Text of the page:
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Common sense dictates the safest direction, depending on different circumstances. Until you are actually ready to fire, do not touch the trigger. When using or storing a gun, always follow these additional NRA rules: Know your target and what is beyond. Be absolutely sure you have identified your target beyond any doubt. Equally important, be aware of the area beyond your target. This means observing your prospective area of fire before you shoot.

Never fire in a direction in which there are people or any other potential for mishap. Think first. Shoot second. Know how to use the gun safely. Before handling a gun, learn how it operates. Know its basic parts, how to safely open and close the action and remove any ammunition from the gun or magazine. Nothing can ever replace safe gun handling. Be sure the gun is safe to operate. Just like other tools, guns need regular maintenance to remain operable. Use only the correct ammunition for your gun.

Only BBs, pellets, cartridges or shells designed for a particular gun can be fired safely in that gun. Most guns have the ammunition type stamped on the barrel. Ammunition can be identified by information printed on the box and sometimes stamped on the cartridge. Do not shoot the gun unless you know you have the proper ammunition. Wear eye and ear protection as appropriate. Guns are loud and the noise can cause hearing damage.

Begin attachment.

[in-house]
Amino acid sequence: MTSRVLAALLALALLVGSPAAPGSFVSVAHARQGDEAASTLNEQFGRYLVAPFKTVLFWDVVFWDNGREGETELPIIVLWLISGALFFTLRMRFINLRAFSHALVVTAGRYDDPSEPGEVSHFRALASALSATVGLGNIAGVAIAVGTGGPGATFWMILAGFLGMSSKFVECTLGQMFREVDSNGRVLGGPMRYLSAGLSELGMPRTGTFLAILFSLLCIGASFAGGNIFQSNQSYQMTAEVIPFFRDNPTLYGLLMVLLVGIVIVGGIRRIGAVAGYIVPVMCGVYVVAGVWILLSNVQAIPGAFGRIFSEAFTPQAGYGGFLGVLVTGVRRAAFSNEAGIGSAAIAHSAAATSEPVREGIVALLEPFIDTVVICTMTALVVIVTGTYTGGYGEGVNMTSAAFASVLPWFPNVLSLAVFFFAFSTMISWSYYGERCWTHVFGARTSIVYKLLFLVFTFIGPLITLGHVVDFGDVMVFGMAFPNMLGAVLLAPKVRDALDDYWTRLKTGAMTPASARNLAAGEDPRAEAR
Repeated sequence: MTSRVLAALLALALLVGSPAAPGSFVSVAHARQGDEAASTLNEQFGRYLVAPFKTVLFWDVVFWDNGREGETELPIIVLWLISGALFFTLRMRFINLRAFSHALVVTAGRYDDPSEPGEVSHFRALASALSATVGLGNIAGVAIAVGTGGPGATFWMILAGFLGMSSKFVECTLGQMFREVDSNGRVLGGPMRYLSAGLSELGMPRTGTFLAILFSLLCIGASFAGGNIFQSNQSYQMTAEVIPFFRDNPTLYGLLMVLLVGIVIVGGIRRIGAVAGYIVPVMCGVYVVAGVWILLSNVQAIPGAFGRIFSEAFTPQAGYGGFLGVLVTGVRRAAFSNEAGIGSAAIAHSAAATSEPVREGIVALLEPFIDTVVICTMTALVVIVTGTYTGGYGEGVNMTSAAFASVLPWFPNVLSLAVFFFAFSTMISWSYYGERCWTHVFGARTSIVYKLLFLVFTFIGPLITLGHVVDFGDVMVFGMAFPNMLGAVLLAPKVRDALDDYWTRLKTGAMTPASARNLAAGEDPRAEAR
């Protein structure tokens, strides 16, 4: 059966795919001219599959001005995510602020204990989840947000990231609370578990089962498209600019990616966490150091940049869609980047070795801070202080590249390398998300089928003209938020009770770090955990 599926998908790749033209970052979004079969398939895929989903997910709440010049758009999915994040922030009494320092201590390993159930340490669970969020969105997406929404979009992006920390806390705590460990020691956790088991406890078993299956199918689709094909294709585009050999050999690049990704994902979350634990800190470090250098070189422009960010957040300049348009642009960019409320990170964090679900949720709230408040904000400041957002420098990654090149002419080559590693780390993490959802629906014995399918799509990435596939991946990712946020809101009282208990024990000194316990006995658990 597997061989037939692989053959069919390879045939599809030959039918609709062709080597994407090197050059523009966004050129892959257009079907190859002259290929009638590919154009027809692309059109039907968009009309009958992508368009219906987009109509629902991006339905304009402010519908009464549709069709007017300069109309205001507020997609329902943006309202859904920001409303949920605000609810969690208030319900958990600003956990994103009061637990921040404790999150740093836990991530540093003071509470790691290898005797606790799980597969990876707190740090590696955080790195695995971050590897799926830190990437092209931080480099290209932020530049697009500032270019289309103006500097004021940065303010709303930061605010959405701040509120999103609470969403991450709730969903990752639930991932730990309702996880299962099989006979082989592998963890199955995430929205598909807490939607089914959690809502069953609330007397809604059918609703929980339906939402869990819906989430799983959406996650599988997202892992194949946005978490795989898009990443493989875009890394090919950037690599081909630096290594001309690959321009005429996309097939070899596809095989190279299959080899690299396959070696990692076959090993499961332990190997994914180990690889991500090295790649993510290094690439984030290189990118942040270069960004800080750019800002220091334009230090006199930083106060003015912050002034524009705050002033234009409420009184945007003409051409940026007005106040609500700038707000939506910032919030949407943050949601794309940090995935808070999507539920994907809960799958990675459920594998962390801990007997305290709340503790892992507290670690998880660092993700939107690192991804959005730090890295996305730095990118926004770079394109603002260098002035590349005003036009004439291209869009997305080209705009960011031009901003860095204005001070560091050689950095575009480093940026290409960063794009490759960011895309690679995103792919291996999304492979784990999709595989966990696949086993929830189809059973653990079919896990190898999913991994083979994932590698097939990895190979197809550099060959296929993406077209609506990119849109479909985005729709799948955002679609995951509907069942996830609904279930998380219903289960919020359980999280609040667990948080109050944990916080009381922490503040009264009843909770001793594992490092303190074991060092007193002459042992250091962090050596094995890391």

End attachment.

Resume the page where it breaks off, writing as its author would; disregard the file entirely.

They can also emit debris and hot gasses that could cause eye injury. For these reasons, shooting glasses and hearing protection should be worn by shooters and spectators. Never use alcohol, over-the-counter drugs or prescription drugs before or while shooting. Alcohol, as well as any other substance likely to impair normal mental or physical bodily functions, must not be used before or while handling or shooting guns.

Store guns so they are not accessible to unauthorized persons. Many factors must be considered when deciding where and how to store guns. Dozens of gun storage devices, as well as locking devices that attach directly to the gun, are available.

However, mechanical locking devices, like the mechanical safeties built into guns, can fail and should not be used as a substitute for safe gun handling and the observance of all gun-safety rules. Additional Safety Precautions Be aware that certain types of guns and many shooting activities require additional safety precautions.

Cleaning Regular cleaning is important in order for your gun to operate correctly and safely. Taking proper care of it will also maintain its value and extend its life. Your gun should be cleaned every time that it is used. A gun brought out of prolonged storage should also be cleaned before shooting.

Accumulated moisture and dirt, or solidified grease and oil, can prevent the gun from operating properly. Before cleaning your gun, make absolutely sure that it is unloaded. Also, be sure that no ammunition is present in the cleaning area. Additional Resources.



Begun as a simple update of the popular NRA Firearms Fact Book, originally published in , and spurred by a wealth of manufacturing and technical innovations over the last decade, the NRA Firearms Sourcebook grew into an authoritative page reference by primary authors Michael E. Bussard and Stanton L. Wormley, Jr. More than a dozen experts from the NRA Publications staff contributed their own expertise and meticulous fact-checking.


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